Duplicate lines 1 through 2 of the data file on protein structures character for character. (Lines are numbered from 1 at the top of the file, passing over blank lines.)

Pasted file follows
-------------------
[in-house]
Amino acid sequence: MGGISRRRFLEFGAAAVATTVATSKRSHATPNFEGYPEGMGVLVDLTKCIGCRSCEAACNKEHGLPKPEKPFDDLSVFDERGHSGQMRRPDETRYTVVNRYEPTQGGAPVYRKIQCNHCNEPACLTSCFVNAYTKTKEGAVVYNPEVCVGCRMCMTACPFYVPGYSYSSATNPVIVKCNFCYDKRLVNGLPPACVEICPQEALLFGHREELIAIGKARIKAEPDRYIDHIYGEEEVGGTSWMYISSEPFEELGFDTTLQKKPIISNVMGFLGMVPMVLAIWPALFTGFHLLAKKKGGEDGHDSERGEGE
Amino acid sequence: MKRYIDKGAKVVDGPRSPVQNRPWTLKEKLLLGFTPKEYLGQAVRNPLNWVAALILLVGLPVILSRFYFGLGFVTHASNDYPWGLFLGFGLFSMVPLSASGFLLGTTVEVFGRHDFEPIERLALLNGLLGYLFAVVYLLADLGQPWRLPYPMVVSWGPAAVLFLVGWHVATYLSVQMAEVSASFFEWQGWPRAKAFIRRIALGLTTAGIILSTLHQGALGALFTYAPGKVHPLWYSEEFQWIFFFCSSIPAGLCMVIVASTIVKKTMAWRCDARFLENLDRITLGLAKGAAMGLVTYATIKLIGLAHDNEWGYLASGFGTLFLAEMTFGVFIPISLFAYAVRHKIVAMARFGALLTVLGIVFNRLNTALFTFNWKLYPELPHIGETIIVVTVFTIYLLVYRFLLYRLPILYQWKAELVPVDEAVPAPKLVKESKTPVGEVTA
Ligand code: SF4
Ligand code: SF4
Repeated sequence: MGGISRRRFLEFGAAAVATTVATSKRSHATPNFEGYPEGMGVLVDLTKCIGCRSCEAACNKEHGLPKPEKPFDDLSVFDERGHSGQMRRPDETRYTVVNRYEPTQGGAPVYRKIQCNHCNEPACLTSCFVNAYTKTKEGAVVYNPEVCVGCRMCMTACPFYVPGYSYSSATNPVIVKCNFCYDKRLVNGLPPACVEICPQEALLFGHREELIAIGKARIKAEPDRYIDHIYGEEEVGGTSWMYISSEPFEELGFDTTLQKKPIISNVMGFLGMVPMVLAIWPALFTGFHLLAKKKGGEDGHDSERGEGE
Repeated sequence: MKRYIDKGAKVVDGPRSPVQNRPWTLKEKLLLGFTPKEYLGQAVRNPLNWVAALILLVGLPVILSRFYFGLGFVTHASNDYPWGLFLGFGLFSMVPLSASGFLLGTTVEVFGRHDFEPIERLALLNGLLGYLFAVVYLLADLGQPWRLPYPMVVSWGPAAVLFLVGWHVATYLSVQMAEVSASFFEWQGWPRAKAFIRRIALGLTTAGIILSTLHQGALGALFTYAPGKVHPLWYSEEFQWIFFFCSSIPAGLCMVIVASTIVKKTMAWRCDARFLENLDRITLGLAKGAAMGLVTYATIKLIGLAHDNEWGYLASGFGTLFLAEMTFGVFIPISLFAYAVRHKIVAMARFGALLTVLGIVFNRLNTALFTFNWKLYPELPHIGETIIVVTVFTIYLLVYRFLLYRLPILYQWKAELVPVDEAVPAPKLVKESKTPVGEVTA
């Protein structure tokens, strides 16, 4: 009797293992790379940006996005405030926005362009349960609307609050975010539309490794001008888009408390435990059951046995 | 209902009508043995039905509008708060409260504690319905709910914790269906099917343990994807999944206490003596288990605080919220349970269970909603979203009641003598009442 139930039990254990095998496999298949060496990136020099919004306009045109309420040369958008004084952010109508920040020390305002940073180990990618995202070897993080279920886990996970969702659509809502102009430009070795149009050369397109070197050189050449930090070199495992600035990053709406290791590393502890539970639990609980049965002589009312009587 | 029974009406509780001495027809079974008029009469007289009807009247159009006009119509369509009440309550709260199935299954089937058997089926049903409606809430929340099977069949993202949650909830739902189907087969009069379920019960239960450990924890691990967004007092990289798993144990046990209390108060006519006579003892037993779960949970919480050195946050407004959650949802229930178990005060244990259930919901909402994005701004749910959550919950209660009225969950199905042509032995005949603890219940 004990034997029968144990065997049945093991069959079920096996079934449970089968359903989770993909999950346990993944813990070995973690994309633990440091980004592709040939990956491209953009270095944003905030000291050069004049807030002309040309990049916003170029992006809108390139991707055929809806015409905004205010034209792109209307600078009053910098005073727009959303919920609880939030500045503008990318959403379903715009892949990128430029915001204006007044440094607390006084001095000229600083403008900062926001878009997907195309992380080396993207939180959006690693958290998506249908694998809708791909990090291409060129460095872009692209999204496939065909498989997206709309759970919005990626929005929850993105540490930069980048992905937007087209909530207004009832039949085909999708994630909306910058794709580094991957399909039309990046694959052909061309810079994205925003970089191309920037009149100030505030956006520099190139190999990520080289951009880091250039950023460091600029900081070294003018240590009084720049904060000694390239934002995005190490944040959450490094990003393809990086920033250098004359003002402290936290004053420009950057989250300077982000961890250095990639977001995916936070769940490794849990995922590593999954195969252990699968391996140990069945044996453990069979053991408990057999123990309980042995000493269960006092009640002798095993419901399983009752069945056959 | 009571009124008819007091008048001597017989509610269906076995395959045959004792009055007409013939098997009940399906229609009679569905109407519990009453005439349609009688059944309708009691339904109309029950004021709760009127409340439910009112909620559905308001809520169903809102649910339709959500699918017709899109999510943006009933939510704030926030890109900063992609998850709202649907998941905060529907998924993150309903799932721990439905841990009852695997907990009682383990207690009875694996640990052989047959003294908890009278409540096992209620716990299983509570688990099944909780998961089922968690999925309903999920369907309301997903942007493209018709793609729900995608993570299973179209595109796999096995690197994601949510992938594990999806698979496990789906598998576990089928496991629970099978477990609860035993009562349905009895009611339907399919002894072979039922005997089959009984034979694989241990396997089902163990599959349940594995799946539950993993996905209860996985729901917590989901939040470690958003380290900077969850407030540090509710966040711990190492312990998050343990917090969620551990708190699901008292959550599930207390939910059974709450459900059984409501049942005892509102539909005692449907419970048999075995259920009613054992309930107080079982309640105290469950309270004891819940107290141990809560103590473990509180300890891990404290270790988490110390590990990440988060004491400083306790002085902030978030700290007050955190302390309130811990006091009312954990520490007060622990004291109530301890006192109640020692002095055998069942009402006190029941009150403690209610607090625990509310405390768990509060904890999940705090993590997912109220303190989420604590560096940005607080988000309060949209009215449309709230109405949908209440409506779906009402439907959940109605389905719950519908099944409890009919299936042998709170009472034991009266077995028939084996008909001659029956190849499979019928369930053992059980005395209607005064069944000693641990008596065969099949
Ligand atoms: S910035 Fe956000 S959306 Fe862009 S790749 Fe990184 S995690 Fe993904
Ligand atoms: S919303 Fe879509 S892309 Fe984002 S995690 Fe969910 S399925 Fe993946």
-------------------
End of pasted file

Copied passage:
[in-house]
Amino acid sequence: MGGISRRRFLEFGAAAVATTVATSKRSHATPNFEGYPEGMGVLVDLTKCIGCRSCEAACNKEHGLPKPEKPFDDLSVFDERGHSGQMRRPDETRYTVVNRYEPTQGGAPVYRKIQCNHCNEPACLTSCFVNAYTKTKEGAVVYNPEVCVGCRMCMTACPFYVPGYSYSSATNPVIVKCNFCYDKRLVNGLPPACVEICPQEALLFGHREELIAIGKARIKAEPDRYIDHIYGEEEVGGTSWMYISSEPFEELGFDTTLQKKPIISNVMGFLGMVPMVLAIWPALFTGFHLLAKKKGGEDGHDSERGEGE